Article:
My friend Alice Linsley is a former Episcopalian priest who renounced her orders because, first of all, she is devoted to the Catholic Faith, and secondly because she became convicted that the ordination of women is a practice that stands in opposition to it.  She has been a vocal critic of the practice since then.  Like me, she sojourned briefly in the Orthodox Church, and also like me found a true home in orthodox Anglicanism.

Mrs. Linsley recently penned an article critical of ACNA's "dual integrity" policy, which was published at Virtue Online.  It is fittengly entitled, "The Mushy Thinking of Neo-Anglicans".  She posted a link to this article and other comments at the ACNA Facebook discussion, to which I responded by posting a link to the Touchstone/Mere Comments article also critical of ACNA from S.M. Hutchens, which, as I noted in the post below, the moderators at the Facebook page initially refused to accept.  As of this morning, to their credit, it's still there.

However, that hasn't stopped certain participants from kvetching about us.  One of them is my friend Chuck Collins, a priest in the ACNA and author of Reformation Anglicanism: Biblical - Generous - Beautiful.  Rev. Collins is a staunch advocate of the Edwardian/Genevan phase of the English Reformation and a critic of Anglicans who see both Caroline and Tractarian divinity as a needed corrective to it.  Unlike many Reformed Anglicans, however, he is an advocate of women's ordination.  He complained with what he deemed to be the proper sarcasm:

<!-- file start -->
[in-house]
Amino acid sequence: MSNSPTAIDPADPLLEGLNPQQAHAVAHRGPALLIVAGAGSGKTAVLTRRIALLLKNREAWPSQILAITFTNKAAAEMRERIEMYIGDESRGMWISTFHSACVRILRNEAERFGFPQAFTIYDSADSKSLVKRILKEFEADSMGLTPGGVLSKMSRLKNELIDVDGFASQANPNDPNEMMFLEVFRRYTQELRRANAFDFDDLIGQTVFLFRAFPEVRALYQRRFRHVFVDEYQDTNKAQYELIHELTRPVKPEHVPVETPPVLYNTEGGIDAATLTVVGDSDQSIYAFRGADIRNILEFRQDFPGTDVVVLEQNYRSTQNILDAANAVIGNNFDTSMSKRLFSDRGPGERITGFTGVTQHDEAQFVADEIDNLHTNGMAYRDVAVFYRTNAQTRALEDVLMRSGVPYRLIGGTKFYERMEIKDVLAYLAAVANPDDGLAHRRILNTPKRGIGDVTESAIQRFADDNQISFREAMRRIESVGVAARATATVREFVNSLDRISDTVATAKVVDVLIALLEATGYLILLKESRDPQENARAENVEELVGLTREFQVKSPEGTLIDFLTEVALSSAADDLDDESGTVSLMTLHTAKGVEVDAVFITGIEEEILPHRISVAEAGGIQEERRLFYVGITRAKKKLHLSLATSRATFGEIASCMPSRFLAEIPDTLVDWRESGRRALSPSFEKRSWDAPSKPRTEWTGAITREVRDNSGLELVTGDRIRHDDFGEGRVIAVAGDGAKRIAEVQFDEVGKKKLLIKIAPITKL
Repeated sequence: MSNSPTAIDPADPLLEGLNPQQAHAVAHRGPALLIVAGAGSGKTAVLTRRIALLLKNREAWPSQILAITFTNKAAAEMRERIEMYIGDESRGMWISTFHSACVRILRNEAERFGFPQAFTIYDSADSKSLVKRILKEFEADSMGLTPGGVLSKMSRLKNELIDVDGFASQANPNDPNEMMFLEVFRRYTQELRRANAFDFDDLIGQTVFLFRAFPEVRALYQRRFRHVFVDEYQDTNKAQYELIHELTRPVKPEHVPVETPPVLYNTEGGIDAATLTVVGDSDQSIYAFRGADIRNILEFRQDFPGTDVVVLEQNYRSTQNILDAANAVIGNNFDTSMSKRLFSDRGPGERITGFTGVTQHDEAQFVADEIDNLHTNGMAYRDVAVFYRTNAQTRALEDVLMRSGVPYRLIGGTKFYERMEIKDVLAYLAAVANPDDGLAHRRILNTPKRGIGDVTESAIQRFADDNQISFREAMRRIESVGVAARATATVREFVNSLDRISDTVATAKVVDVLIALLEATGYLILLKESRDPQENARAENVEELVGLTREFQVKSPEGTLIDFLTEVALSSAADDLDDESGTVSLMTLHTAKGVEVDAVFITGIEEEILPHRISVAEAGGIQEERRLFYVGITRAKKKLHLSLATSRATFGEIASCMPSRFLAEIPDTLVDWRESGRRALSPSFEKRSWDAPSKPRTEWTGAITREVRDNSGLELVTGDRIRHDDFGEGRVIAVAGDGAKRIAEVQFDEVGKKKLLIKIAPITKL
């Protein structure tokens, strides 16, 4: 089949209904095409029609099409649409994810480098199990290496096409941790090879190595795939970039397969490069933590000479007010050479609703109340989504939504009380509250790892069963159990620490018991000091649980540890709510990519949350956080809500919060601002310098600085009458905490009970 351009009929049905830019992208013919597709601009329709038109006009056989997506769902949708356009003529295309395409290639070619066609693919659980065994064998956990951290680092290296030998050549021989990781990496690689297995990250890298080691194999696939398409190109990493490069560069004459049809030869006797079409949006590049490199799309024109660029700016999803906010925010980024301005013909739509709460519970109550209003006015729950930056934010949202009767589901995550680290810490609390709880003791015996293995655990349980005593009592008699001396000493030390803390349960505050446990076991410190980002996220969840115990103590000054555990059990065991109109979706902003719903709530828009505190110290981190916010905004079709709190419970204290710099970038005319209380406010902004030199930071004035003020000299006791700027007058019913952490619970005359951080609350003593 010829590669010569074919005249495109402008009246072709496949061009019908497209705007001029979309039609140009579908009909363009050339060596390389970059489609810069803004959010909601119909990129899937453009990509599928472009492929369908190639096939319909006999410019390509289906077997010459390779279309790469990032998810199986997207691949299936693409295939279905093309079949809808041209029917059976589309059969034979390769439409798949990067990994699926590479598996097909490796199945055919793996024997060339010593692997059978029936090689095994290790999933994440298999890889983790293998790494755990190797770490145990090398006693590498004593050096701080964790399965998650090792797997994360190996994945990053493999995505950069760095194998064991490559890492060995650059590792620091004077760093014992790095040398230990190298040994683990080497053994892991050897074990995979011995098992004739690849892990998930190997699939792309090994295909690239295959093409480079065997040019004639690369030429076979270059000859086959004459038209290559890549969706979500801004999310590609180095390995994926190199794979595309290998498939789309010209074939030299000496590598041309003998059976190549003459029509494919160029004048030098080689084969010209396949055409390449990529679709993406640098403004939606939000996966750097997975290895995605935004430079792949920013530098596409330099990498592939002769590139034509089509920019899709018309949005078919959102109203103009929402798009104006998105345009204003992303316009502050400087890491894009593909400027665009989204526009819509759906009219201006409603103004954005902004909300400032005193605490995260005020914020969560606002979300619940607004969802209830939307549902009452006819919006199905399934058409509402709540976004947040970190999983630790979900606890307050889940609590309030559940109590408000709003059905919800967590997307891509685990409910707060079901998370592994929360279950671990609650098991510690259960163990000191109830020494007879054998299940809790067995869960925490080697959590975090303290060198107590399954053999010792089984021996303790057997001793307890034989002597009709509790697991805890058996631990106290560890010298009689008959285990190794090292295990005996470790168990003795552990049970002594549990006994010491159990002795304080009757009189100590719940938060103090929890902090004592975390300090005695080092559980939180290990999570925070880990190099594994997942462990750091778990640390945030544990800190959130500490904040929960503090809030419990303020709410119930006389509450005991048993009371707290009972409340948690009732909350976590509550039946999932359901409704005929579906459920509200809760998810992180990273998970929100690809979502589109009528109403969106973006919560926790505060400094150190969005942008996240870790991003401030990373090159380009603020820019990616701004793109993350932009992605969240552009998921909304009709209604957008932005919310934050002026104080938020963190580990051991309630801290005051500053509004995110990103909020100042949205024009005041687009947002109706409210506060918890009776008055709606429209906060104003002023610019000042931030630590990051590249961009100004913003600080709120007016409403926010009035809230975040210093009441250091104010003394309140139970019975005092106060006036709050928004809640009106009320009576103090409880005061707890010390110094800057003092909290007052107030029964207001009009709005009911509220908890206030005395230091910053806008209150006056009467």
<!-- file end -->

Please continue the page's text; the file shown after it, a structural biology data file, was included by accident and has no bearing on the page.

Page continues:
I think it's great if ACNA fixates on an issue of which equally committed, biblical Christians disagree while the world is dying to hear about Jesus Christ. Congratulations.

This prompted a response from Cindy Larsen, an ACNA priest:

Chuck, that is why many of us do not respond to such things. We are keeping the main thing the main thing. What matters is Jesus!

Which elicited this response from Rev. Collins: 

Thanks Cindy. In my advanced age, you would think that I would have learned by now. Sigh.

So you see, because "equally committed, biblical Christians disagree" on this issue, and because "the world is dying to hear about Jesus Christ", it isn't worth "responding to such things".  "What matters is Jesus!"  We sad traditionalists, in defending apostolic and Catholic faith and practice, are missing the big evangelistic picture doncha know.